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Trademarks and disputes: Considerations when choosing a domain name

Some tips on making sure your domain name is on firm legal ground.
By Erin Hutchison
Content Marketing and Social Media Specialist

Regardless of the nature of your business – whether it’s a traditional bricks and mortar enterprise, a not-for-profit organization, or an e-commerce store – your domain name is a critical component of your brand.

Good domain names are memorable and lend instant credibility to your business. They help prospective customers find you online easily, and make it possible for them to purchase your products and services from any of their devices, wherever they happen to be.

We’ve covered the ins and outs of domain name selection extensively in our recent e-book, The Ultimate Guide to Choosing a Domain Name. But there’s one extremely important aspect of selecting a domain name that many people often overlook, and that’s whether you have a legal right to register and use it.

In fact, one of the riskiest things you can do with a domain name is to assume that you have a right to use it. If you go ahead and register a domain name that inadvertently infringes on the legal rights of another business or individual, there could be serious legal consequences.

Doing your legal due diligence

While there’s a good chance your domain is available and doesn’t infringe on anyone else’s rights, the only way to determine that for sure is to do some preliminary research.

Lawyer Zak Muscovitch, the principal at and a recognized expert in Canadian and International domain name law, recommends that you take the time to do your due diligence so you can make an informed decision.

The first step in this process is to search the Canadian Trademarks Database. Managed by the Canadian Intellectual Property Office (CIPO), this database allows you to search for your business and domain names to see if they match any trademarks already registered in Canada.

Another preliminary search Muscovitch recommends is a NUANS search. This search lets you compare your proposed business or domain name with existing corporate names and trademarks in Canada and provides you with a listing of any business names that are similar to the name you’re searching for.

On the surface, conducting these searches seems relatively simple. However, interpreting the results in the context of intellectual property law is not always straightforward. So you may want to consider hiring an intellectual property lawyer to conduct your searches for you and advise you on the legal implications of the results.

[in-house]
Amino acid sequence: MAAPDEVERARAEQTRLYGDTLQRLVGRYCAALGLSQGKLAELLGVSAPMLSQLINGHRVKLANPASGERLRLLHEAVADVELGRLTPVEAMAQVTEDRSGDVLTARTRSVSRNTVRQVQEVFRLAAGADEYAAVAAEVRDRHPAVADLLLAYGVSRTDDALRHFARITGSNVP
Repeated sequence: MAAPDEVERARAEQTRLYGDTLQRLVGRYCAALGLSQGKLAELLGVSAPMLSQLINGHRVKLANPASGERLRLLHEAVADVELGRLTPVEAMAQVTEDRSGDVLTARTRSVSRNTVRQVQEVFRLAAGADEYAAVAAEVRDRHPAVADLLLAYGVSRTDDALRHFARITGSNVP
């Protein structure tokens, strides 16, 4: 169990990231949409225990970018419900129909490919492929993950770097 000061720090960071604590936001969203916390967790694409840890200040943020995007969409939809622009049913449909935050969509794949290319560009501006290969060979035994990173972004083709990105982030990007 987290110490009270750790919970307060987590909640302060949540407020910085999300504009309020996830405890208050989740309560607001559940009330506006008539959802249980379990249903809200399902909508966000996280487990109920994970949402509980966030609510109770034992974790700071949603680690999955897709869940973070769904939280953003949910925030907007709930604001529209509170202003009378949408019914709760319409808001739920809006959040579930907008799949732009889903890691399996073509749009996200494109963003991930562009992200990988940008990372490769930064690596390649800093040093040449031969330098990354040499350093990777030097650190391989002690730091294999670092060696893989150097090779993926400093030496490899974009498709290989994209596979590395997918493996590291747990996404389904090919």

As Muscovich points out, where domain names are concerned “what may seem like a problem to you may not be a problem at all, and what doesn’t appear to be a problem could turn out to be a serious one.”

What to do if you think someone is using your domain name in bad faith

Once you’ve chosen and registered your domain name, another potential challenge you could face is the possibility that another business or individual may have registered a domain that’s similar to yours in “bad faith”.

There are several reasons someone might do this. For example, they may want to prevent you from registering the domain, or they may intend to sell or lease the domain to someone else for much more money than it’s worth. They may also have registered the domain to intentionally disrupt your business or to attract Internet traffic to a website that looks like yours for their own commercial gain.

If you believe that someone has registered a domain in bad faith, there are two ways to go about taking action.

For more complex cases, you can hire a lawyer to bring a trademark infringement case against the person or business who is attempting to pass themselves off as you or your business. The downside of this approach is that it could take a long time to resolve and could also result in significant legal fees.

Another option, which is open to you if you have a .CA domain, is to take advantage of the CIRA domain name dispute resolution process (CDRP).  For clear-cut cases of bad faith registration of .CA domains, the CDRP provides an alternative to the court system and offers businesses and individuals a mechanism for obtaining quick, out-of-court decisions at relatively low costs.

The CIRA Domain Name Dispute Resolution Policy describes the nature of the dispute resolution process, the requirements for those who wish to initiate a proceeding, and the types of bad faith registrations covered. It also sets out the procedures to initiate and respond to a proceeding.

For more information on using the CDRP to resolve a domain name dispute, visit the CDRP process and decisions page on our website.

Registering a good domain name (or multiple domain names) is an important step when starting your business and building its online presence. Taking note of some legal considerations can save future headaches and ensure your business takes off on firm legal ground.

A .CA domain declares your business is proudly Canadian

About the author
Erin Hutchison

Erin brings to CIRA a background of marketing experience in higher education and the not-for-profit sector. In 2015, she participated in ISOC’s Youth@IGF Programme and traveled to Guadalajara, Mexico to attend the IGF. She has a Bachelor of International Business from Carleton University.